An article by Assistant Professor of Anthropology Mariam Durrani recently appeared in Anthropology News.

“Upsetting the Canon: from 1969 to 2019” was inspired in part by the AHA! (Autonomous Hamilton Affinity) groups created by Vice President for Academic Affairs and Dean of Faculty Suzanne Keen last fall as a way to bring groups of faculty together for mutually beneficial faculty development projects. There are currently eight AHA! groups. In the essay, Durrani shared her thoughts and practice of decolonizing anthropology through pedagogy. Her ideas stemmed from her participation in the interdisciplinary AHA! group on decolonizing education. To start, she poses a question: “Teaching anthropology offers a site for critical intervention. So what should we be reading with our students?”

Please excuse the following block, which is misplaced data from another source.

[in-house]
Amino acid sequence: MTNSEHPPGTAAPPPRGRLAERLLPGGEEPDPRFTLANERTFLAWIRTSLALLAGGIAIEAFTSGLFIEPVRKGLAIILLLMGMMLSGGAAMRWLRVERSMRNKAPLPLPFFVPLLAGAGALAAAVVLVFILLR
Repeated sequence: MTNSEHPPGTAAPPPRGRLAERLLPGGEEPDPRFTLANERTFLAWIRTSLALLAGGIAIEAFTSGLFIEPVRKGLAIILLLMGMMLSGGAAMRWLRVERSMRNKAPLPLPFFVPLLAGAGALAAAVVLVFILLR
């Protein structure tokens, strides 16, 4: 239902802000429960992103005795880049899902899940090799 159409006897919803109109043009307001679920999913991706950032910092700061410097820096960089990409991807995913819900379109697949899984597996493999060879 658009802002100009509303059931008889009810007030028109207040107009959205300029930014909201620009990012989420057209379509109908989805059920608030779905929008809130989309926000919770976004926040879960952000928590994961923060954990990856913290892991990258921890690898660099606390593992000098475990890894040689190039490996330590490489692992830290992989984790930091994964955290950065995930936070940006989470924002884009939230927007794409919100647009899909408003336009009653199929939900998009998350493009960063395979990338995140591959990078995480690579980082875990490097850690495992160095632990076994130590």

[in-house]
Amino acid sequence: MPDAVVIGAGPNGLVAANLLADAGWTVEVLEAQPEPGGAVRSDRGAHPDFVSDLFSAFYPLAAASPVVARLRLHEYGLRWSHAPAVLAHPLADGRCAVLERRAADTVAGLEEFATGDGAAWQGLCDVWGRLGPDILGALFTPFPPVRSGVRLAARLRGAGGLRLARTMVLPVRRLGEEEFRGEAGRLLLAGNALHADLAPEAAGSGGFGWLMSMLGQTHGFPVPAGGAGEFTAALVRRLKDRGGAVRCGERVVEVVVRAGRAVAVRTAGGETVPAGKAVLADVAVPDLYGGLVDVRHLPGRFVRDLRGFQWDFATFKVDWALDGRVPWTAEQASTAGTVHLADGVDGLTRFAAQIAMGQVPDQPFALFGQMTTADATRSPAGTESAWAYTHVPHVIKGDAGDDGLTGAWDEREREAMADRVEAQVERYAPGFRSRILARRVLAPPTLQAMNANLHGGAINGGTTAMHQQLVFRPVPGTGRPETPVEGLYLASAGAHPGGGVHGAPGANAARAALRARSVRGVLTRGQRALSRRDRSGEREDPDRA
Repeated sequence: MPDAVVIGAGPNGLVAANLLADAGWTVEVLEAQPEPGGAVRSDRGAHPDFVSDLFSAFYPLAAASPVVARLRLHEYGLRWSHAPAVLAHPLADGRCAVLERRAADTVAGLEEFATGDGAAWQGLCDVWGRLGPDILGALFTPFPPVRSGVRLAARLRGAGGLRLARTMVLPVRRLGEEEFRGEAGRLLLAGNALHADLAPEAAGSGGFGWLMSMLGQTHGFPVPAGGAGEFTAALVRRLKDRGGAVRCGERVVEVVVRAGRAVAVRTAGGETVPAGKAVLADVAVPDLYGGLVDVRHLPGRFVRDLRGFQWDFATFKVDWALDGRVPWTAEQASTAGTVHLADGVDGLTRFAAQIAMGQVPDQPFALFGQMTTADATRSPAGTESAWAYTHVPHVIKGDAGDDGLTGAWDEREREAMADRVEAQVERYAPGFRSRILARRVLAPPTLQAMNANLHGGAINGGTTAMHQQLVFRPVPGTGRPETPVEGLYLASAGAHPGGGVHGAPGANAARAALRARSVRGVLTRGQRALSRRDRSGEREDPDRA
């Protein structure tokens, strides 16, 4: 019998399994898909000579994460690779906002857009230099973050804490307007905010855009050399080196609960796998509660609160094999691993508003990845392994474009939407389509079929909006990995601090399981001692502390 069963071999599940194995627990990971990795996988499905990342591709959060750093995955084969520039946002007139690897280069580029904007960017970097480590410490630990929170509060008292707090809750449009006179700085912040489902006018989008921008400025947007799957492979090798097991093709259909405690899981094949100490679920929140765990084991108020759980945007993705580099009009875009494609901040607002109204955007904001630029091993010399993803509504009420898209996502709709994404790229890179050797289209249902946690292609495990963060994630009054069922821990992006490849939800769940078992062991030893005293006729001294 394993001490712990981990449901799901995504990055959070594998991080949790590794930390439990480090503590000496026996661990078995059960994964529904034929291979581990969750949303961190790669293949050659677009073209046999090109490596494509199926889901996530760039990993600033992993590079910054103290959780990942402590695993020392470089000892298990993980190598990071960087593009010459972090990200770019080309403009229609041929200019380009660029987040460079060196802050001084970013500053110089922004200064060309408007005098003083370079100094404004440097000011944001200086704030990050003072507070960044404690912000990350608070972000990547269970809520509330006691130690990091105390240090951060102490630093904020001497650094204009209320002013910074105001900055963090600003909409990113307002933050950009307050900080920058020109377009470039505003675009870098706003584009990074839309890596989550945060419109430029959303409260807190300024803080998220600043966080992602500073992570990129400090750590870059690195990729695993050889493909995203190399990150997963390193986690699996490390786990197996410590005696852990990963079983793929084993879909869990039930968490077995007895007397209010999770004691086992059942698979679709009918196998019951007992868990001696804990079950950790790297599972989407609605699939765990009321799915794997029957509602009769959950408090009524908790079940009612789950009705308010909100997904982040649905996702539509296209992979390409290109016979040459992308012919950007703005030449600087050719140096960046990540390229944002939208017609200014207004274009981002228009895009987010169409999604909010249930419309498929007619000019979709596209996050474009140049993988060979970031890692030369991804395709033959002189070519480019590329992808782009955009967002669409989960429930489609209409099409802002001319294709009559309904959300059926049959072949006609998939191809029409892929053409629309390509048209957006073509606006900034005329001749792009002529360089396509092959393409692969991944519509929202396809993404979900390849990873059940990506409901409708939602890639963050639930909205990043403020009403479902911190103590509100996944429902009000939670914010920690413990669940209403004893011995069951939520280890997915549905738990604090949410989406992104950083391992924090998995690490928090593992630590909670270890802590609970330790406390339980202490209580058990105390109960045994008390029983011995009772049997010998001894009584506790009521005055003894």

Durrani describes how her AHA! group has “grappled with the challenges of teaching decoloniality to our students who may actively resist critical perspectives, especially when they challenge disciplinary origin stories they have been taught in other courses.”

The conversations, she says, have made her reconsider how she teaches anthropology “when anthropology’s pedagogical resources seem to reproduce a kind of chronos-inspired pedagogy,” rather than one based on kairos, recognizing knowledge that is critical for the particular moment.

Durrani includes a list of works and describes the way each can help shift the approach of teaching anthropology.

Anthropology News is a publication of the American Anthropological Association.

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